Staying Relevant in The Post-COVID Era

May 27, 2020

Katie Castillo-Wilson

Katie Castillo-Wilson

TapOnIt Founder + CEO

Brand Exposure

It’s no secret the coronavirus pandemic has been hard on restaurants. The restrictions and mandatory protocols have changed the food and beverage industry on all levels. Whether you’re a big player like McDonalds, or a local family-run joint, COVID-19 has turned the restaurant business into a pressure cooker.

But this virus and its effects don’t have to result in irrelevance for your business. There are ways to weather the drought, as well as ways to set your business up for success once the economy is ready to recover. This article isn’t meant to be an exhaustive roadmap to restaurant success through a pandemic, because none of us have navigated this kind of disruption before. Rather think of it as a list of thought starters or areas of focus meant to give you a head start as you customize and personalize your communications, your responses and your pivots through the crisis.

1. If you’re open, let people know you’re open

Many consumers are operating under the assumption that everything other than essential services is closed—and that includes their favorite restaurants. Americans are consuming news from all over the country, as well as from all over the world. Restrictions and protocols aren’t uniform; they vary from region to region. The lines are blurry. And oftentimes, consumers aren’t clear on the difference between restrictions and considerations. So be clear about how your restaurant is operating.

Following the 2008-2009 economic recession, marketing effectiveness expert Peter Field published a study that found brands who used ESOV (excess share of voice) during the crisis tended to recover the fastest, as well as gained more market share because of their brand-building efforts during the financial crisis. Don’t be afraid to use your voice— your brand should speak up and be heard.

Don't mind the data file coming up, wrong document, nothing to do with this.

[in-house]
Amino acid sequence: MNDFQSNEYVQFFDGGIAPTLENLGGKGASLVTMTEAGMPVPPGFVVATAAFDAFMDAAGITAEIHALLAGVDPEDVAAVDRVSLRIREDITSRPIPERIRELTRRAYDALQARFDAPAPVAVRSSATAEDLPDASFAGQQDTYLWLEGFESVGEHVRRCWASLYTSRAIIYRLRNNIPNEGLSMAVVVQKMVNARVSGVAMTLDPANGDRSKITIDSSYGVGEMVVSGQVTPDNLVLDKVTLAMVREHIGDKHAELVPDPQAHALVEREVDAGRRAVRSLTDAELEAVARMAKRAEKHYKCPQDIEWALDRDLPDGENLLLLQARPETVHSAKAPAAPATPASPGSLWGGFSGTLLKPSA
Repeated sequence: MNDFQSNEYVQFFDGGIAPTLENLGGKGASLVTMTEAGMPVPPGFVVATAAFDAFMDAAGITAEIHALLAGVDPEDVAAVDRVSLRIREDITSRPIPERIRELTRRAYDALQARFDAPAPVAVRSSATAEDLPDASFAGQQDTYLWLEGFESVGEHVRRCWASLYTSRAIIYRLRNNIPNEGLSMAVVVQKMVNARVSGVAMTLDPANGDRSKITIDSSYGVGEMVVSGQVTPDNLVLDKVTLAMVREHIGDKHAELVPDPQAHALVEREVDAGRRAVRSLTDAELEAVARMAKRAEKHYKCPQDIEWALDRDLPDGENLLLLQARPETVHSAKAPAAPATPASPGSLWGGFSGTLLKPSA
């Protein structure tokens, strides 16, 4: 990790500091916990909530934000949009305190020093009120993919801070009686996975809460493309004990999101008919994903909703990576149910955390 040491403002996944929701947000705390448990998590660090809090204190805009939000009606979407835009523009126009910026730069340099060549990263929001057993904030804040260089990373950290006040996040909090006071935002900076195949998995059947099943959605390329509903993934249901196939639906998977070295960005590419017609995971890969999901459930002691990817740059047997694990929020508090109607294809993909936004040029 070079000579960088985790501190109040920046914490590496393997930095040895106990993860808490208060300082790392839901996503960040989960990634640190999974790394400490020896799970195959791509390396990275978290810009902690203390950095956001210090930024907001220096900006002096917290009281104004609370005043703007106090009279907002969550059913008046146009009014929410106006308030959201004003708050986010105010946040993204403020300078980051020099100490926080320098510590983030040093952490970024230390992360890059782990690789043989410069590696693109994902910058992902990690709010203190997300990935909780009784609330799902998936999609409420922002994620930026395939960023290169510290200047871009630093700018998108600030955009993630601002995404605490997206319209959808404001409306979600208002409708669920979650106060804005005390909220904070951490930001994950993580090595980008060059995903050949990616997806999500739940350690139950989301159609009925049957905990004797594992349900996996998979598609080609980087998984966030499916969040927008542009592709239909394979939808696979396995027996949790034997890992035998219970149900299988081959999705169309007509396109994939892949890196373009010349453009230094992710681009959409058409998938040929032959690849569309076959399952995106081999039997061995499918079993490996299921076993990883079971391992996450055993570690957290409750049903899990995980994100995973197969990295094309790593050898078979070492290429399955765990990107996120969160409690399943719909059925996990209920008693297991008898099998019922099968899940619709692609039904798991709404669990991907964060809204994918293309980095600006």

Here’s a rule of thumb: if you haven’t outright told consumers you’re open for business, then assume they believe you’re closed.

2. Be transparent with consumers, and proactive with safety

Most consumers are fearful and confused about the proper way to interact right now. Not only with your restaurant, but with other people in general. Put their worries at ease by addressing their concerns before the concerns arise. Show customers what your business is doing to prioritize their safety, and bolster consumer trust. And show customers what your business is doing to prioritize the safety of your employees, to demonstrate responsibility.

Ensure that your safety and cleaning efforts are tastefully on display. It could be something as simple as tape on the floor, plexiglass partitions to protect your staff, or something more obvious like a hand sanitizing station or cleaning products within view.

Not all customers will care. But for the ones who do, the extra care around safety may be a differentiator, and may establish preference over the other restaurants that are open at this time.

3. Be part of the community

Remember, consumers are more attracted to strength than desperation. Your business shouldn’t plead for customers, instead your business should focus on excellence. Earn the attention of your customers—and their affinity—by supporting the community(ies) that you operate in. Perhaps you give back to a local food bank, provide support to your furloughed staff, or create a special promotion for those frontline workers.

Panera Bread has done a tremendous job of supporting their communities. While the company has upped their sanitation protocols, implemented a delivery service and has extended expiration dates on its Panera rewards program, it didn’t stop there. Panera opened its kitchens and resources to help the #ChefsForAmerica campaign, which provides meals to families across the country.

This support was also extended to Panera employees. The company implemented an emergency sick pay policy, which ensures their staff are able to stay home and rest if they are sick or test positive for COVID-19. Once a week, Panera staff will be provided with a weekly meal in all Panera-owned cafes. Lastly, Panera’s Friends in Knead COVID-19 Relief Fund was created to provide financial support to eligible employees. Panera LLC donated $500,000 to the cause, but the fund is primarily funded by voluntary donations from Panera staff.

And take this one last tip from Panera: be vocal about how you’re helping your community, but remain humble.

4. Be a human

COVID-19 is a human crisis. No one cares about your brand in the same way they care about their family and neighbors. So, engage with your customers in the most human way possible.

Keep an eye out for opportunities to demonstrate the human side of your restaurant. Use video to talk to customers on social media platforms, or on your website, or through any PR efforts. Don’t hesitate to show customers who you are as the owner, who your employees are, as well as how your staff is engaging with their families during this time. Even a video where you interview and/or interact with a customer will demonstrate the humanity within your brand.

Humans aren’t transactional—express gratitude, and talk and listen frequently to your employees and consumers. Remember to think like a human and not like a business owner and let that map out your restaurant’s next steps.